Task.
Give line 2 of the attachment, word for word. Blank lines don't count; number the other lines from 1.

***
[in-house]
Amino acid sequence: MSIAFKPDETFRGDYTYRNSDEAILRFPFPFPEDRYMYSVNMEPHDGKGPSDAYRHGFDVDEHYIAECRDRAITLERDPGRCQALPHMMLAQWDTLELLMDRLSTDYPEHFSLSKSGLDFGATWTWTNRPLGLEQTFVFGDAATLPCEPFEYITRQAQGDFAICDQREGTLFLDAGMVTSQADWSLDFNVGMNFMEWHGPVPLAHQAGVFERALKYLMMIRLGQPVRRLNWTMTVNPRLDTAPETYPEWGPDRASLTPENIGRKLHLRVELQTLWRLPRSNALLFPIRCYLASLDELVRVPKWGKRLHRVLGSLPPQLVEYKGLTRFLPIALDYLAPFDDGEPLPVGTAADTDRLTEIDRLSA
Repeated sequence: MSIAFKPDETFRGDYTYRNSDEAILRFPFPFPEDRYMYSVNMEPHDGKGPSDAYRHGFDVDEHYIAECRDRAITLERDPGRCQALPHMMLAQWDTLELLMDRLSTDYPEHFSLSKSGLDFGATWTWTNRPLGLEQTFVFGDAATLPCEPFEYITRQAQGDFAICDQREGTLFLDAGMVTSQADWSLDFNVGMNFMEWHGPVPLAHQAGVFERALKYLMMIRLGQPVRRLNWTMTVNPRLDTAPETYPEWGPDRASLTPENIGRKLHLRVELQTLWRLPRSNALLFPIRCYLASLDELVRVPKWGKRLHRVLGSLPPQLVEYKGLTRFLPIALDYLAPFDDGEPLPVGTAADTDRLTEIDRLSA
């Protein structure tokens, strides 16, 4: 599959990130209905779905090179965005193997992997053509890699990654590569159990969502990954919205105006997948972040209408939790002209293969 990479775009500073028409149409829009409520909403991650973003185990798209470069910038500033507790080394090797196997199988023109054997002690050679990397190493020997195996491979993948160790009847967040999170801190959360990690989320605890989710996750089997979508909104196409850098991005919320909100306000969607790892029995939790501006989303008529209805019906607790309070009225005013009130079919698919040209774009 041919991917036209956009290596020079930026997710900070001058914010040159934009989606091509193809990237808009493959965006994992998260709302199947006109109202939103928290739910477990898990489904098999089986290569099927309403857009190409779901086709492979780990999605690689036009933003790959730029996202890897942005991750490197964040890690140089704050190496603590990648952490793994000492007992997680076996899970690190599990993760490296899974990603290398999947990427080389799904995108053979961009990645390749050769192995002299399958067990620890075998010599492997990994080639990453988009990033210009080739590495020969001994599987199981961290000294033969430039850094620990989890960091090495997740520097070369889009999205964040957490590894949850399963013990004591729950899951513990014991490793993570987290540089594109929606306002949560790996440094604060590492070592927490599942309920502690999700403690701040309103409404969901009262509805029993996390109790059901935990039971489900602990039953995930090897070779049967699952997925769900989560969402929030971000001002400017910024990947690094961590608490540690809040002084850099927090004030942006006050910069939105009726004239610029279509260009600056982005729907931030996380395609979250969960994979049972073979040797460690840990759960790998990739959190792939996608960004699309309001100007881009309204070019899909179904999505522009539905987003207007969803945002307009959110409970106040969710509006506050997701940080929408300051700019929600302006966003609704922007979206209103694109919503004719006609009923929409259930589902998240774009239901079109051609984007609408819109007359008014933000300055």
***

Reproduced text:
Amino acid sequence: MSIAFKPDETFRGDYTYRNSDEAILRFPFPFPEDRYMYSVNMEPHDGKGPSDAYRHGFDVDEHYIAECRDRAITLERDPGRCQALPHMMLAQWDTLELLMDRLSTDYPEHFSLSKSGLDFGATWTWTNRPLGLEQTFVFGDAATLPCEPFEYITRQAQGDFAICDQREGTLFLDAGMVTSQADWSLDFNVGMNFMEWHGPVPLAHQAGVFERALKYLMMIRLGQPVRRLNWTMTVNPRLDTAPETYPEWGPDRASLTPENIGRKLHLRVELQTLWRLPRSNALLFPIRCYLASLDELVRVPKWGKRLHRVLGSLPPQLVEYKGLTRFLPIALDYLAPFDDGEPLPVGTAADTDRLTEIDRLSA